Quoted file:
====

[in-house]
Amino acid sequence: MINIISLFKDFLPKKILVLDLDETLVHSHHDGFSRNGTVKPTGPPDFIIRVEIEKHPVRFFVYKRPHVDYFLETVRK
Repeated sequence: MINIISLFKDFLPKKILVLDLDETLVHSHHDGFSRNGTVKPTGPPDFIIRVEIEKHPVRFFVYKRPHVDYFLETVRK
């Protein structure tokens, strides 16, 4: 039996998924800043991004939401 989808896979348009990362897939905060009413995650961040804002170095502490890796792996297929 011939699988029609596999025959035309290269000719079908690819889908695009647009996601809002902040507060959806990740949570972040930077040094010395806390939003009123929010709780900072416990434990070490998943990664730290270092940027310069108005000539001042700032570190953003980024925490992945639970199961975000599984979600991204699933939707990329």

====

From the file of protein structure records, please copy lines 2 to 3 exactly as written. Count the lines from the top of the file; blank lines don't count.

Amino acid sequence: MINIISLFKDFLPKKILVLDLDETLVHSHHDGFSRNGTVKPTGPPDFIIRVEIEKHPVRFFVYKRPHVDYFLETVRK
Repeated sequence: MINIISLFKDFLPKKILVLDLDETLVHSHHDGFSRNGTVKPTGPPDFIIRVEIEKHPVRFFVYKRPHVDYFLETVRK